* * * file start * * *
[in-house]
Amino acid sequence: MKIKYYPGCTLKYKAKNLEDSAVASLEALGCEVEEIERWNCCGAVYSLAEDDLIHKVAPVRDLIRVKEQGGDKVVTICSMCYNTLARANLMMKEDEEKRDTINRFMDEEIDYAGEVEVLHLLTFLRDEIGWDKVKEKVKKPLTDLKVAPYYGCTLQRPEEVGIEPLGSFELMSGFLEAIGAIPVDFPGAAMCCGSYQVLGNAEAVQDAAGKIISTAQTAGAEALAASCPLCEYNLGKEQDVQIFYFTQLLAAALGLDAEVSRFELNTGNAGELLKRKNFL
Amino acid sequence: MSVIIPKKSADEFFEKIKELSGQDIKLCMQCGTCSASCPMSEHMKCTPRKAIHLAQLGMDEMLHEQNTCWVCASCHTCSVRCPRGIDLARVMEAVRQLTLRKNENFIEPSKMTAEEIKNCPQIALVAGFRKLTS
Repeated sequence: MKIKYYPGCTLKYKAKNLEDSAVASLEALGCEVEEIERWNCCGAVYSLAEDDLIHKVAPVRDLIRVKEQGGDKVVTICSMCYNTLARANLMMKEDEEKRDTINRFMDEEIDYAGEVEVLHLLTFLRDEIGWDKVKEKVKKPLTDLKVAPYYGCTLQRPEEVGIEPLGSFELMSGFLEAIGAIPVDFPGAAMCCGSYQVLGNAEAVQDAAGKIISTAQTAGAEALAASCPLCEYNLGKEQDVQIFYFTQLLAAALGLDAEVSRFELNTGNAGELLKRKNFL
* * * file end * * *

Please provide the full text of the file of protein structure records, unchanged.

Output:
[in-house]
Amino acid sequence: MKIKYYPGCTLKYKAKNLEDSAVASLEALGCEVEEIERWNCCGAVYSLAEDDLIHKVAPVRDLIRVKEQGGDKVVTICSMCYNTLARANLMMKEDEEKRDTINRFMDEEIDYAGEVEVLHLLTFLRDEIGWDKVKEKVKKPLTDLKVAPYYGCTLQRPEEVGIEPLGSFELMSGFLEAIGAIPVDFPGAAMCCGSYQVLGNAEAVQDAAGKIISTAQTAGAEALAASCPLCEYNLGKEQDVQIFYFTQLLAAALGLDAEVSRFELNTGNAGELLKRKNFL
Amino acid sequence: MSVIIPKKSADEFFEKIKELSGQDIKLCMQCGTCSASCPMSEHMKCTPRKAIHLAQLGMDEMLHEQNTCWVCASCHTCSVRCPRGIDLARVMEAVRQLTLRKNENFIEPSKMTAEEIKNCPQIALVAGFRKLTS
Repeated sequence: MKIKYYPGCTLKYKAKNLEDSAVASLEALGCEVEEIERWNCCGAVYSLAEDDLIHKVAPVRDLIRVKEQGGDKVVTICSMCYNTLARANLMMKEDEEKRDTINRFMDEEIDYAGEVEVLHLLTFLRDEIGWDKVKEKVKKPLTDLKVAPYYGCTLQRPEEVGIEPLGSFELMSGFLEAIGAIPVDFPGAAMCCGSYQVLGNAEAVQDAAGKIISTAQTAGAEALAASCPLCEYNLGKEQDVQIFYFTQLLAAALGLDAEVSRFELNTGNAGELLKRKNFL